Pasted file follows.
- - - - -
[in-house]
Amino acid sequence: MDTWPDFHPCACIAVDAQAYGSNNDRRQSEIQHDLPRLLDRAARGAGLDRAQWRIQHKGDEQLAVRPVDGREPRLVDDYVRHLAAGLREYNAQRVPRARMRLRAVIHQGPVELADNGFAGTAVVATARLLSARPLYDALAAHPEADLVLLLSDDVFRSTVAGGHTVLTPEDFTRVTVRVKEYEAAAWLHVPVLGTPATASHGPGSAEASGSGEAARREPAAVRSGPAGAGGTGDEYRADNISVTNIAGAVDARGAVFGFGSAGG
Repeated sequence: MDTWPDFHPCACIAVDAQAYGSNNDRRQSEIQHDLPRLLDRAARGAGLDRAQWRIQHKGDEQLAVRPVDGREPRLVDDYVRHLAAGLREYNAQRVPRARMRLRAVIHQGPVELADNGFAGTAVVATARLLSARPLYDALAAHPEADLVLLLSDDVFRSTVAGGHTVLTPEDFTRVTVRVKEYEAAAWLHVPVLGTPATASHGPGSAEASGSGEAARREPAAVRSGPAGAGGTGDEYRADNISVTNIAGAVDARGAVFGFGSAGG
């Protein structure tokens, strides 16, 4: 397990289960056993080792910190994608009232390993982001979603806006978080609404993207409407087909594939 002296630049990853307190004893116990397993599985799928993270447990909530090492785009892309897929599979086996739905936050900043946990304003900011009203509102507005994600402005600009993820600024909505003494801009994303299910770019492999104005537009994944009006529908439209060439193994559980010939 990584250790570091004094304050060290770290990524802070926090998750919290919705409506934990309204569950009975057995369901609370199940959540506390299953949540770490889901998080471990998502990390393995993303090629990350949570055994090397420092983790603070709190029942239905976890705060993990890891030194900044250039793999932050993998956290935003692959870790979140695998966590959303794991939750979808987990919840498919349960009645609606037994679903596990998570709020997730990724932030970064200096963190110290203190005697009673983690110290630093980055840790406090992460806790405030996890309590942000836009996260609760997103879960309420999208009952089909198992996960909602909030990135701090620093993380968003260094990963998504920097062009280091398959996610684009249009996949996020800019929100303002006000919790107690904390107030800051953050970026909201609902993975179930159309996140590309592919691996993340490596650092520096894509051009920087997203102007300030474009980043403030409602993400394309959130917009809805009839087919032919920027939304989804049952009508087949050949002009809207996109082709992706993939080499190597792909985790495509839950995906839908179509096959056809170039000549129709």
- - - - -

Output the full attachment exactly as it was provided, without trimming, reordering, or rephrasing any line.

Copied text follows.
[in-house]
Amino acid sequence: MDTWPDFHPCACIAVDAQAYGSNNDRRQSEIQHDLPRLLDRAARGAGLDRAQWRIQHKGDEQLAVRPVDGREPRLVDDYVRHLAAGLREYNAQRVPRARMRLRAVIHQGPVELADNGFAGTAVVATARLLSARPLYDALAAHPEADLVLLLSDDVFRSTVAGGHTVLTPEDFTRVTVRVKEYEAAAWLHVPVLGTPATASHGPGSAEASGSGEAARREPAAVRSGPAGAGGTGDEYRADNISVTNIAGAVDARGAVFGFGSAGG
Repeated sequence: MDTWPDFHPCACIAVDAQAYGSNNDRRQSEIQHDLPRLLDRAARGAGLDRAQWRIQHKGDEQLAVRPVDGREPRLVDDYVRHLAAGLREYNAQRVPRARMRLRAVIHQGPVELADNGFAGTAVVATARLLSARPLYDALAAHPEADLVLLLSDDVFRSTVAGGHTVLTPEDFTRVTVRVKEYEAAAWLHVPVLGTPATASHGPGSAEASGSGEAARREPAAVRSGPAGAGGTGDEYRADNISVTNIAGAVDARGAVFGFGSAGG
């Protein structure tokens, strides 16, 4: 397990289960056993080792910190994608009232390993982001979603806006978080609404993207409407087909594939 002296630049990853307190004893116990397993599985799928993270447990909530090492785009892309897929599979086996739905936050900043946990304003900011009203509102507005994600402005600009993820600024909505003494801009994303299910770019492999104005537009994944009006529908439209060439193994559980010939 990584250790570091004094304050060290770290990524802070926090998750919290919705409506934990309204569950009975057995369901609370199940959540506390299953949540770490889901998080471990998502990390393995993303090629990350949570055994090397420092983790603070709190029942239905976890705060993990890891030194900044250039793999932050993998956290935003692959870790979140695998966590959303794991939750979808987990919840498919349960009645609606037994679903596990998570709020997730990724932030970064200096963190110290203190005697009673983690110290630093980055840790406090992460806790405030996890309590942000836009996260609760997103879960309420999208009952089909198992996960909602909030990135701090620093993380968003260094990963998504920097062009280091398959996610684009249009996949996020800019929100303002006000919790107690904390107030800051953050970026909201609902993975179930159309996140590309592919691996993340490596650092520096894509051009920087997203102007300030474009980043403030409602993400394309959130917009809805009839087919032919920027939304989804049952009508087949050949002009809207996109082709992706993939080499190597792909985790495509839950995906839908179509096959056809170039000549129709």